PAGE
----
Social science studies warn: loud, angry (anti-science) voices gain traction in public sentiment. Scientific reasoning must be defended loudly and passionately as well.
This report was broadcast calmly on Public Radio.
At this year’s National Academy of Sciences' (NAS) annual meeting on Monday, April 28, EPA Administrator Gina McCarthy had some poignant words for anti-science Senators, climate deniers, and for the public who have been encouraged by some to question the validity of the EPA’s research reporting.
“With science as our North Star, EPA has steered America away from health risks and toward healthier communities and a higher overall quality of life,” McCarthy said. “That’s why it’s worrisome that our science seems to be under constant assault by a small — but vocal — group of critics.”
“…Critics conjure up claims of 'EPA secret science,' but it's not really about EPA science or secrets. It's about challenging the credibility of world renowned scientists and institutions...[and] about claiming that research is secret if researchers protect confidential personal health data from those who are not qualified to analyze it, and who won't agree to protect it.”
McCarthy was confirmed last July after a four month nomination battle with Republicans in the U.S. Senate (complete with boycott). Law makers were likely concerned about McCarthy doing what most scientists have opted out of doing for decades-- defending the scientific process.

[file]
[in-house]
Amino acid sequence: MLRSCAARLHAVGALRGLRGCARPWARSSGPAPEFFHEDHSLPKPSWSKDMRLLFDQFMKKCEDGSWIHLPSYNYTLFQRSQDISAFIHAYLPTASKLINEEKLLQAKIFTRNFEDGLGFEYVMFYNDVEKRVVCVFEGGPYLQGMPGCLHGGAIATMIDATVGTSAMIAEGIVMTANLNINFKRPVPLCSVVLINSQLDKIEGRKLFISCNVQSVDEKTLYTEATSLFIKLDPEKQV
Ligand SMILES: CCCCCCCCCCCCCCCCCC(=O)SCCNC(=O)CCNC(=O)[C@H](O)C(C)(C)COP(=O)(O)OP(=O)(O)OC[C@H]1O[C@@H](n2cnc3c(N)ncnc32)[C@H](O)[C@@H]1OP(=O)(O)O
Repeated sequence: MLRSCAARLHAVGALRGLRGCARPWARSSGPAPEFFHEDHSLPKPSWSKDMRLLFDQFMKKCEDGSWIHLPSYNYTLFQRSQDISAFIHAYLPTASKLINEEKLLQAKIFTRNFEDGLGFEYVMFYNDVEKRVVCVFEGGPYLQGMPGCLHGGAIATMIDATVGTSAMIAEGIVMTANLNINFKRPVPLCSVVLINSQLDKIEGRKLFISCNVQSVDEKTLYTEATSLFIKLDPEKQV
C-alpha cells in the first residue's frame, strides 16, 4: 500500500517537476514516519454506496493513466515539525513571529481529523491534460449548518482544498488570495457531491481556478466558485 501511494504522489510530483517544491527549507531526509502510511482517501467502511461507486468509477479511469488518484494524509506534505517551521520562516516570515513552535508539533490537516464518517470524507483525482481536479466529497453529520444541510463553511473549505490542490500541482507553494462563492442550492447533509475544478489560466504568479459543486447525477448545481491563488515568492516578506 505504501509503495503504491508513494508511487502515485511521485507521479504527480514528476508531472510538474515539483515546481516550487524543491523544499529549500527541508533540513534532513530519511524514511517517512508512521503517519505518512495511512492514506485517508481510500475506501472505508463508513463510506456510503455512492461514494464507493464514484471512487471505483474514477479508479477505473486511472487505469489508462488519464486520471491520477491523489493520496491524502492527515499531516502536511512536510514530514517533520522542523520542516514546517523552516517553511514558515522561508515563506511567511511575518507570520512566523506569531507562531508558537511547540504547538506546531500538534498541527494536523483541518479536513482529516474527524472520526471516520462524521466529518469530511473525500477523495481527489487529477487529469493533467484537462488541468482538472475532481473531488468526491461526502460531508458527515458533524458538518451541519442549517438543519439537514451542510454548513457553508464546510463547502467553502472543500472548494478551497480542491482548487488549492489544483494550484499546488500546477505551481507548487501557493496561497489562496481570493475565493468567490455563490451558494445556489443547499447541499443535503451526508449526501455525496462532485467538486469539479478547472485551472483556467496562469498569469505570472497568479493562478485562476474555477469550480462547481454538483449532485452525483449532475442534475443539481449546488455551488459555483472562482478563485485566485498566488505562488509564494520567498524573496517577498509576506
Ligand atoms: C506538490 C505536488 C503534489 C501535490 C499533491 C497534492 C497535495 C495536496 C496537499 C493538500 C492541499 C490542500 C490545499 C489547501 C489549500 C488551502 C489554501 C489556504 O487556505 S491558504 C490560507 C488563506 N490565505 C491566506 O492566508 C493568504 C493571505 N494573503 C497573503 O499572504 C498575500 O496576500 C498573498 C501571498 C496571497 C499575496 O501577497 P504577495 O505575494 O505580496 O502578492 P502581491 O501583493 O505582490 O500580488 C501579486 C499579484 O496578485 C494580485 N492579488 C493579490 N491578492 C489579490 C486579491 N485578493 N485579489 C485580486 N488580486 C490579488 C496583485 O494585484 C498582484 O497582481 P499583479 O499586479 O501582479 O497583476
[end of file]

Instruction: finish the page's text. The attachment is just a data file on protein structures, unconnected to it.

Here are some of McCarthy’s comments, as reported by Greenwire:
“I bet when those same critics get sick, they run to doctors and hospitals that rely on science from — guess who — Harvard University and the American Cancer Society. I bet they check air quality forecasts from EPA and the National Weather Service to see if the air is healthy enough for their asthmatic child to play outside that day. I bet they buy dishwashers with Energy Star labels, and take FDA-approved medicine, and eat USDA-approved meats.”
Everything about modern life is infused with the advancements made by scientists who never imagined their research would be of such great use or abuse. Many problems we face today are a direct result of ignoring developments in our scientific understanding of the world around us. For example: Penicillin would still be a tremendously effective antibiotic, and there wouldn’t be the growing threat of “superbugs” if lawmakers, doctors, and the livestock industry had paid attention way back in 1945 (or any singular legislative moment to this very day…), when Alexander Fleming first warned against the overuse (or improper use) of antibiotics.
It is time to stand up for the work of our brightest minds. It is time to defend reasonable governance. Contact your policymakers and thank them making decisions based on scientific reasoning (which is what you voted them into office to do) or encourage them to start rather than making decisions based on opinions and personal/corporate gain. Long term economic and social health depends on it.
Think Progress published an article of elected officials with a climate denial record. That is a great place to start.